Rios (30-0-1, 21 KOs), the former WBA lightweight champion, from Oxnard, Calif., is on the hunt for his second world title in as many weight divisions. He enters this fight having won 10 of his previous 12 fights by knockout. One of boxing’s most exciting fighters, Rios is known for his an all-action fan-friendly fighting style. His trainer, former IBF junior lightweight champion Robert Garcia, calls it a “throwback” style with a warrior’s mentality that screams excitement. Highlight knockout victories on Rios’ resume include Miguel Acosta, Anthony Peterson, Urbano Antillon and John Murray. He returns to the ring after winning a tough split decision over WBA interim lightweight champion Richard Abril on April 14.

Alvarado (33-0, 23 KOs) of Denver, has won 10 of his last 13 bouts by stoppage en route to a career-high No. 1 world rating, in the WBO. Notable knockout victims include Breidis Prescott, Ray Narh, Emmanuel Clottey and Cesar Bazan. In his last fight, Alvarado went toe-to-toe for 10 brutal and exciting rounds winning a unanimous decision over Mauricio Herrera (18-1, 7 KOs) on April 14. Herrera entered that fight riding a two-year, five-bout winning streak, highlighted by victories over Ruslan Provodnikov (17-0) and Mike Dallas, Jr. (17-1-1). Alvarado’s victory over the No. 7-ranked Herrera is already a consensus Fight of the Year candidate.

The ticket prices and on-sale date for the Donaire vs. Nishioka / Rios-Alvarado championship fight event will be announced soon. For details, please visit Top Rank: Website, Facebook, Twitter or The Home Depot Center: Website, Facebook, Twitter: For HBO: Website, Facebook, Twitter.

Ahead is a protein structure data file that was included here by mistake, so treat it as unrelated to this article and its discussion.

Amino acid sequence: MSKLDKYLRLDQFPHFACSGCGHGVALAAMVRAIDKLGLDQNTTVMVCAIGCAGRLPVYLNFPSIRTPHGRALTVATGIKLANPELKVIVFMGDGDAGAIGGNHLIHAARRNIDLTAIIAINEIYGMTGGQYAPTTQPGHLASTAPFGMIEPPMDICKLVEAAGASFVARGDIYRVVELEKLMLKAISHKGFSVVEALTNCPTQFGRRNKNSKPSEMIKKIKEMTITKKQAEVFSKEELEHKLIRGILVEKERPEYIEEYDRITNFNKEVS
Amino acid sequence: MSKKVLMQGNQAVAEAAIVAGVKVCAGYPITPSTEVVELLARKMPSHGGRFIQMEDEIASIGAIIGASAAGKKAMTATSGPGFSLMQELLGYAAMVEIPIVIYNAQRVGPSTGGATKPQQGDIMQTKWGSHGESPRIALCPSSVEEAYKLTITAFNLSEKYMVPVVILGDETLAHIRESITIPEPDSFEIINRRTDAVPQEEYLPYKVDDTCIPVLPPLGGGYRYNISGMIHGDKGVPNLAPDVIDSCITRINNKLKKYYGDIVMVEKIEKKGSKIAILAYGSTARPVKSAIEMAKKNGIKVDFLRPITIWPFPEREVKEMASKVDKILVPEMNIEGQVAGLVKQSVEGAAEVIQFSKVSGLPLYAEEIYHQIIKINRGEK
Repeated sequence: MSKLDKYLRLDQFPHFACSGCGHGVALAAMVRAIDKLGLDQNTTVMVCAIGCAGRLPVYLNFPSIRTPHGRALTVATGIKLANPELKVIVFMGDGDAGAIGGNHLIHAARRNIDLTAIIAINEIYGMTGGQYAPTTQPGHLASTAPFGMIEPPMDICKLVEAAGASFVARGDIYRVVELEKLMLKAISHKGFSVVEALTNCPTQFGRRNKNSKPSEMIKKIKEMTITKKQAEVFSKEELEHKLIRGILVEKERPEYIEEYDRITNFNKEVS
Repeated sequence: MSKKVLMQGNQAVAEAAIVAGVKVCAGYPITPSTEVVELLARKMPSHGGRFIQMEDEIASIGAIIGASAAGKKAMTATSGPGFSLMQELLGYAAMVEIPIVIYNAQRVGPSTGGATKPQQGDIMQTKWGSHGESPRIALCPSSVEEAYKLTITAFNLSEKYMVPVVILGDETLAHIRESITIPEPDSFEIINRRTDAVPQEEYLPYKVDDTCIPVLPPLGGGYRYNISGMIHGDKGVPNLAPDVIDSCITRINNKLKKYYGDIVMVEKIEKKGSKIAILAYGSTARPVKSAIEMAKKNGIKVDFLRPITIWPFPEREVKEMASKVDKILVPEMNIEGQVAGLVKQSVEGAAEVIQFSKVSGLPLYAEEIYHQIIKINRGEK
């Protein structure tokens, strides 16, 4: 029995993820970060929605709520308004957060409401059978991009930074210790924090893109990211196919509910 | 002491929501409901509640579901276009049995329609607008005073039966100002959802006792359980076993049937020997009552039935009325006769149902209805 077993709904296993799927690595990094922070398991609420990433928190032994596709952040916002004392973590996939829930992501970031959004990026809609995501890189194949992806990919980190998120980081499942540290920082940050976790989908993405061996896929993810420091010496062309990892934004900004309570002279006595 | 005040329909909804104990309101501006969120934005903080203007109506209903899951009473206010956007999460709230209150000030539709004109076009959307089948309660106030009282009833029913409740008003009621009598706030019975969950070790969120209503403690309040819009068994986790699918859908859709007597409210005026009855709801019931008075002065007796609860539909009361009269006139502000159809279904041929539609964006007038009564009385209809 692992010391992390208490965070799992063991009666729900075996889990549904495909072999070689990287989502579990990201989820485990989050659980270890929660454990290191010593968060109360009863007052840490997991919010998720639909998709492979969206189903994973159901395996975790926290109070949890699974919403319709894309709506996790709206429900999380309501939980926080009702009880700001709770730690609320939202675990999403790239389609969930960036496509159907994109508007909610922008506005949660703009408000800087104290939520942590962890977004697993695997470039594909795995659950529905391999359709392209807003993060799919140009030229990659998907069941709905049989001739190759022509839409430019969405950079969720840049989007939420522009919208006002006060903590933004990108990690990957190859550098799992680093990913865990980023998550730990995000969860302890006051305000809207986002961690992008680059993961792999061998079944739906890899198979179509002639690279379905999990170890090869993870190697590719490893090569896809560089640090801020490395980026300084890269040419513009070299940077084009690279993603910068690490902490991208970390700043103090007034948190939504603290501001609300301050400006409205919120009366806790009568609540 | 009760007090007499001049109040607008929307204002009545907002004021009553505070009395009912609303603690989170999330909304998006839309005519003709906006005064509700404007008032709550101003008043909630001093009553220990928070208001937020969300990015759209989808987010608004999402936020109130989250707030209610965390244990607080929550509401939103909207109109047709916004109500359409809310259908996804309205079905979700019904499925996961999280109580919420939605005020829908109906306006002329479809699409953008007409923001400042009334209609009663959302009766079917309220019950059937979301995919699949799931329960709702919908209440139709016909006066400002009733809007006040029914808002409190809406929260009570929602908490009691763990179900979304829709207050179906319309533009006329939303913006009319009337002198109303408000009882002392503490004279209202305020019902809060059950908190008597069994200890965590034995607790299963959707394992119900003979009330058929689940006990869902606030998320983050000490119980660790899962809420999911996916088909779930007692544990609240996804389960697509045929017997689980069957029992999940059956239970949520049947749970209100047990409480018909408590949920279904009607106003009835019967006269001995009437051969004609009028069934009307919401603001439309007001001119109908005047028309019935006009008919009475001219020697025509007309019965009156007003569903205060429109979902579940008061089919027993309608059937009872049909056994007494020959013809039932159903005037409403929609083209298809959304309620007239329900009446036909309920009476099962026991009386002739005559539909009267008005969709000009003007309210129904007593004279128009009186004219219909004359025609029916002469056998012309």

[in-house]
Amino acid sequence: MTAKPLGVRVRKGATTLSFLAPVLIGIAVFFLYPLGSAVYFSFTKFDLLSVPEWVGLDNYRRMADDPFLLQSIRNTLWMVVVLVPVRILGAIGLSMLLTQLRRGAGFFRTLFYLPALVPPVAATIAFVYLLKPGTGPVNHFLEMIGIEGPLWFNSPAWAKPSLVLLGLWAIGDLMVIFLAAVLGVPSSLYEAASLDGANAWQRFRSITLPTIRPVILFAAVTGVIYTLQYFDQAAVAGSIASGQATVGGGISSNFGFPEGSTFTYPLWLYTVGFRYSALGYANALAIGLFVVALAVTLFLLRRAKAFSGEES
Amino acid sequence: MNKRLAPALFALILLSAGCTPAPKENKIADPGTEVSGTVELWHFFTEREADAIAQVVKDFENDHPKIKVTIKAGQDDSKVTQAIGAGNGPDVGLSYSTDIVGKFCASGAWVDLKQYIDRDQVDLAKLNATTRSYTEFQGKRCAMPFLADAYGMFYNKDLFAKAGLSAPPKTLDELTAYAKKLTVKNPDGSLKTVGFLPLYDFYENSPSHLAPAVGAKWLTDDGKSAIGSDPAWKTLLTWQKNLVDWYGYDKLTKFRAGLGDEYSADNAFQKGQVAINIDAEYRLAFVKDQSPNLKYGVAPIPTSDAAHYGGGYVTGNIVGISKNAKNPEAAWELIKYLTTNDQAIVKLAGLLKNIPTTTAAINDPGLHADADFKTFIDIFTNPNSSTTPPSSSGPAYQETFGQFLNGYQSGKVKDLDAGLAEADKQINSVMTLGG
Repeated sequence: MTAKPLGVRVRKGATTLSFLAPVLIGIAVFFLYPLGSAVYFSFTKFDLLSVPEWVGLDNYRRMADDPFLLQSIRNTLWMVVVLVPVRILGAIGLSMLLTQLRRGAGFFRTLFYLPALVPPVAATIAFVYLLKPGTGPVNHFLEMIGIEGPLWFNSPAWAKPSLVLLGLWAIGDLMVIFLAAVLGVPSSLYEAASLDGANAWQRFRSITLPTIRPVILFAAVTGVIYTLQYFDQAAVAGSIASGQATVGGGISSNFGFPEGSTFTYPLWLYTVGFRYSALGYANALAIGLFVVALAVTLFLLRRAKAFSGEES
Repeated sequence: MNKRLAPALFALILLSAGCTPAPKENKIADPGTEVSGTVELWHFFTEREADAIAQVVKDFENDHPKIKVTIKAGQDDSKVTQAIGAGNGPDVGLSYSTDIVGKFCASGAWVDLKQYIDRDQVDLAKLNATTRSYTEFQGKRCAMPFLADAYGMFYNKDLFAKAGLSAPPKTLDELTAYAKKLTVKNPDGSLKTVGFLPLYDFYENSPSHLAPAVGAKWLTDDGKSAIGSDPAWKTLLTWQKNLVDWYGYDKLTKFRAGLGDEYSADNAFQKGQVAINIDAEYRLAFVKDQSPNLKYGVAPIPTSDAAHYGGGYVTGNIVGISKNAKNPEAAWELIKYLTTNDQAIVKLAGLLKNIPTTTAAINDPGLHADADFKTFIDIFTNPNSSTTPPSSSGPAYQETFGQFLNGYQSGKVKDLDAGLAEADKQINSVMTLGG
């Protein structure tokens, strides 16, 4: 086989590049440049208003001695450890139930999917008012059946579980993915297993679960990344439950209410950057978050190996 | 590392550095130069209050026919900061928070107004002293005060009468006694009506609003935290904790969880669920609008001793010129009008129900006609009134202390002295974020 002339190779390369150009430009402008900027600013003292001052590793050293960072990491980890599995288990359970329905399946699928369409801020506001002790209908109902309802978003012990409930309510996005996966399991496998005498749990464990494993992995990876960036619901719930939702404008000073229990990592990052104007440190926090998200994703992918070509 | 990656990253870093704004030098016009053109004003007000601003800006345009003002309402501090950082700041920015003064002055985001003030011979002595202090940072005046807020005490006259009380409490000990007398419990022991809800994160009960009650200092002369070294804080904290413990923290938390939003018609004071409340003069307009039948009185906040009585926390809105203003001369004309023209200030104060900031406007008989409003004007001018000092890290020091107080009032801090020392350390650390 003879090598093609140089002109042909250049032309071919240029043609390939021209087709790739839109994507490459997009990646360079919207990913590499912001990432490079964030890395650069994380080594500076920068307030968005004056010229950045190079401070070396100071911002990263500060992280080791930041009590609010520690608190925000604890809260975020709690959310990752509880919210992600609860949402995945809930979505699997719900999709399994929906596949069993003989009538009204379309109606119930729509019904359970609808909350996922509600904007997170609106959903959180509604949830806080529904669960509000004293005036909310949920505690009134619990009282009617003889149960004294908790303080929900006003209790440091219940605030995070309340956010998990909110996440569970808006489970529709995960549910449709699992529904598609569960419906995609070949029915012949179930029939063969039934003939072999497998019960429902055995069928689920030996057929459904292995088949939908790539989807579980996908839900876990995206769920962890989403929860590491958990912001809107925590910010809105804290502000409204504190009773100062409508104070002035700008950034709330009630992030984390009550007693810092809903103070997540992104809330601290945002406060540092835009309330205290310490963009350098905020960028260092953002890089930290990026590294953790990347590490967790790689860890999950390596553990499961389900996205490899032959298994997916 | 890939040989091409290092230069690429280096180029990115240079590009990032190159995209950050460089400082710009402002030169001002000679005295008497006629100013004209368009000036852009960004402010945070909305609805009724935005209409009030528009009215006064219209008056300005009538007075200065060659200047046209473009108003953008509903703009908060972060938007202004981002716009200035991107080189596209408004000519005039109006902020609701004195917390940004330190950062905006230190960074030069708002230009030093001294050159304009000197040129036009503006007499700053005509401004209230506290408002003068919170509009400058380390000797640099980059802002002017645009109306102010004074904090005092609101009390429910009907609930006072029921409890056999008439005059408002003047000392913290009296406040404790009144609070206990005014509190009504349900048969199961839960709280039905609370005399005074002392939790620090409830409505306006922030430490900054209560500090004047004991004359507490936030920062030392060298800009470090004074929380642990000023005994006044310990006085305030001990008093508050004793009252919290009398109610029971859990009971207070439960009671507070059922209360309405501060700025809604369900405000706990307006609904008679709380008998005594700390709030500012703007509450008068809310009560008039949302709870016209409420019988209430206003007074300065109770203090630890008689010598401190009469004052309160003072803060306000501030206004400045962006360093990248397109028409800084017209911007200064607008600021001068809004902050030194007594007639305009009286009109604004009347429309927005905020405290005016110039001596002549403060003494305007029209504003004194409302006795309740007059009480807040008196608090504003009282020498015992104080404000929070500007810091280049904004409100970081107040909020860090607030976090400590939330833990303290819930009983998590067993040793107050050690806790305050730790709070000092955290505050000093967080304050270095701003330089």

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2015 Fight of the Year – Francisco Vargas vs Takashi Miura

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The WBC World Super Featherweight title bout between Francisco Vargas and Takashi Miura came on one of the biggest boxing stages of 2015, as the bout served as the HBO pay-per-view’s co-main event on November 21st, in support of Miguel Cotto vs Saul Alvarez.

Miura entered the fight with a (29-2-2) record and he was making the fifth defense of his world title, while Vargas entered the fight with an undefeated mark of (22-0-1) in what was his first world title fight. Both men had a reputation for all-out fighting, with Miura especially earning high praise for his title defense in Mexico where he defeated Sergio Thompson in a fiercely contested battle.

The fight started out hotly contested, and the intensity never let up. Vargas seemed to win the first two rounds, but by the fourth round, Miura seemed to pull ahead, scoring a knock-down and fighting with a lot of confidence. After brawling the first four rounds, Miura appeared to settle into a more technical approach. Rounds 5 and 6 saw the pendulum swing back towards Vargas, as he withstood Miura’s rush to open the fifth round and the sixth round saw both men exchanging hard punches.

The big swinging continued, and though Vargas likely edged Miura in rounds 5 and 6, Vargas’ face was cut in at least two spots and Miura started to assert himself again in rounds 7 and 8. Miura was beginning to grow in confidence while it appeared that Vargas was beginning to slow down, and Miura appeared to hurt Vargas at the end of the 8th round.

Vargas turned the tide again at the start of the ninth round, scoring a knock down with an uppercut and a straight right hand that took Miura’s legs and sent him to the canvas. Purely on instinct, Miura got back up and continued to fight, but Vargas was landing frequently and with force. Referee Tony Weeks stepped in to stop the fight at the halfway point of round 9 as Miura was sustaining a barrage of punches.

Miura still had a minute and a half to survive if he was going to get out of the round, and it was clear that he was not going to stop fighting.

A back and forth battle of wills between two world championship level fighters, Takashi Miura versus “El Bandido” Vargas wins the 2015 Fight of the Year.

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Jan 9 in Germany – Feigenbutz and De Carolis To Settle Score